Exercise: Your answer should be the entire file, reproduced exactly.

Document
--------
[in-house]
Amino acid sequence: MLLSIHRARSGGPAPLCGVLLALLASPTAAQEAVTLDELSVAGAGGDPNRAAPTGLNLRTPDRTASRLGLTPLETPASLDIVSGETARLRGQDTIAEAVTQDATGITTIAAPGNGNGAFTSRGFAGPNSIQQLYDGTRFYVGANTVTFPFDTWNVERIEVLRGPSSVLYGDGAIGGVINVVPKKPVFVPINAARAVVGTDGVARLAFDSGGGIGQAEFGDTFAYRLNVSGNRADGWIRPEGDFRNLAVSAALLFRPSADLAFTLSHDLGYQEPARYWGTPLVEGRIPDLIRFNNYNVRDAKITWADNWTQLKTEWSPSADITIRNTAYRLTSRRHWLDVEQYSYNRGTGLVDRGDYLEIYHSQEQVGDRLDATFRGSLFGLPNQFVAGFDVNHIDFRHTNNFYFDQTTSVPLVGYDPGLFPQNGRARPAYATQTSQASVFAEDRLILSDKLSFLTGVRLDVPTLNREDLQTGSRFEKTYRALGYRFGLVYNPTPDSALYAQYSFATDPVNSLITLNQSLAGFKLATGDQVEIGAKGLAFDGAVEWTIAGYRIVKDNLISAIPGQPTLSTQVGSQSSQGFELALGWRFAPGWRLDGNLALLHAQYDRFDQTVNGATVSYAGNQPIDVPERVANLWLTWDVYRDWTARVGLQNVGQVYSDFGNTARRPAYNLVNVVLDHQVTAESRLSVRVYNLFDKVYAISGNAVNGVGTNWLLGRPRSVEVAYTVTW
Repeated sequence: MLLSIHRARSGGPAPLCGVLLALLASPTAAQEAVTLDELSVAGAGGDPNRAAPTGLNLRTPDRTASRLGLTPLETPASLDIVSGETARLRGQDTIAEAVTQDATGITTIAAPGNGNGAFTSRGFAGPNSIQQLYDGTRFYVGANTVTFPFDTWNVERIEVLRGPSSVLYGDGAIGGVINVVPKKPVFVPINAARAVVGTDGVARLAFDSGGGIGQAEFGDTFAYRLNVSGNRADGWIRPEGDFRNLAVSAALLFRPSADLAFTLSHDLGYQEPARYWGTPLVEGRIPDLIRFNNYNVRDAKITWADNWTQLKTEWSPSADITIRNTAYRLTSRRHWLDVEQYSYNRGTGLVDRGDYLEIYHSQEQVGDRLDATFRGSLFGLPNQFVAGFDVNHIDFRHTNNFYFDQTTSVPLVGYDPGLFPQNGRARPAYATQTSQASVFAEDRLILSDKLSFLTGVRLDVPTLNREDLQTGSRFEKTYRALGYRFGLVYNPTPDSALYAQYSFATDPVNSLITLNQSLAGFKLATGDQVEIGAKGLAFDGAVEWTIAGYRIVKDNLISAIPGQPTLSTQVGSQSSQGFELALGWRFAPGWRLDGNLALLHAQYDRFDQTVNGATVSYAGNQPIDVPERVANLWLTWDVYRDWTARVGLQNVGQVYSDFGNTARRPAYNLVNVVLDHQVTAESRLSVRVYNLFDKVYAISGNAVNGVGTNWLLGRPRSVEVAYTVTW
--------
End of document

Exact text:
[in-house]
Amino acid sequence: MLLSIHRARSGGPAPLCGVLLALLASPTAAQEAVTLDELSVAGAGGDPNRAAPTGLNLRTPDRTASRLGLTPLETPASLDIVSGETARLRGQDTIAEAVTQDATGITTIAAPGNGNGAFTSRGFAGPNSIQQLYDGTRFYVGANTVTFPFDTWNVERIEVLRGPSSVLYGDGAIGGVINVVPKKPVFVPINAARAVVGTDGVARLAFDSGGGIGQAEFGDTFAYRLNVSGNRADGWIRPEGDFRNLAVSAALLFRPSADLAFTLSHDLGYQEPARYWGTPLVEGRIPDLIRFNNYNVRDAKITWADNWTQLKTEWSPSADITIRNTAYRLTSRRHWLDVEQYSYNRGTGLVDRGDYLEIYHSQEQVGDRLDATFRGSLFGLPNQFVAGFDVNHIDFRHTNNFYFDQTTSVPLVGYDPGLFPQNGRARPAYATQTSQASVFAEDRLILSDKLSFLTGVRLDVPTLNREDLQTGSRFEKTYRALGYRFGLVYNPTPDSALYAQYSFATDPVNSLITLNQSLAGFKLATGDQVEIGAKGLAFDGAVEWTIAGYRIVKDNLISAIPGQPTLSTQVGSQSSQGFELALGWRFAPGWRLDGNLALLHAQYDRFDQTVNGATVSYAGNQPIDVPERVANLWLTWDVYRDWTARVGLQNVGQVYSDFGNTARRPAYNLVNVVLDHQVTAESRLSVRVYNLFDKVYAISGNAVNGVGTNWLLGRPRSVEVAYTVTW
Repeated sequence: MLLSIHRARSGGPAPLCGVLLALLASPTAAQEAVTLDELSVAGAGGDPNRAAPTGLNLRTPDRTASRLGLTPLETPASLDIVSGETARLRGQDTIAEAVTQDATGITTIAAPGNGNGAFTSRGFAGPNSIQQLYDGTRFYVGANTVTFPFDTWNVERIEVLRGPSSVLYGDGAIGGVINVVPKKPVFVPINAARAVVGTDGVARLAFDSGGGIGQAEFGDTFAYRLNVSGNRADGWIRPEGDFRNLAVSAALLFRPSADLAFTLSHDLGYQEPARYWGTPLVEGRIPDLIRFNNYNVRDAKITWADNWTQLKTEWSPSADITIRNTAYRLTSRRHWLDVEQYSYNRGTGLVDRGDYLEIYHSQEQVGDRLDATFRGSLFGLPNQFVAGFDVNHIDFRHTNNFYFDQTTSVPLVGYDPGLFPQNGRARPAYATQTSQASVFAEDRLILSDKLSFLTGVRLDVPTLNREDLQTGSRFEKTYRALGYRFGLVYNPTPDSALYAQYSFATDPVNSLITLNQSLAGFKLATGDQVEIGAKGLAFDGAVEWTIAGYRIVKDNLISAIPGQPTLSTQVGSQSSQGFELALGWRFAPGWRLDGNLALLHAQYDRFDQTVNGATVSYAGNQPIDVPERVANLWLTWDVYRDWTARVGLQNVGQVYSDFGNTARRPAYNLVNVVLDHQVTAESRLSVRVYNLFDKVYAISGNAVNGVGTNWLLGRPRSVEVAYTVTW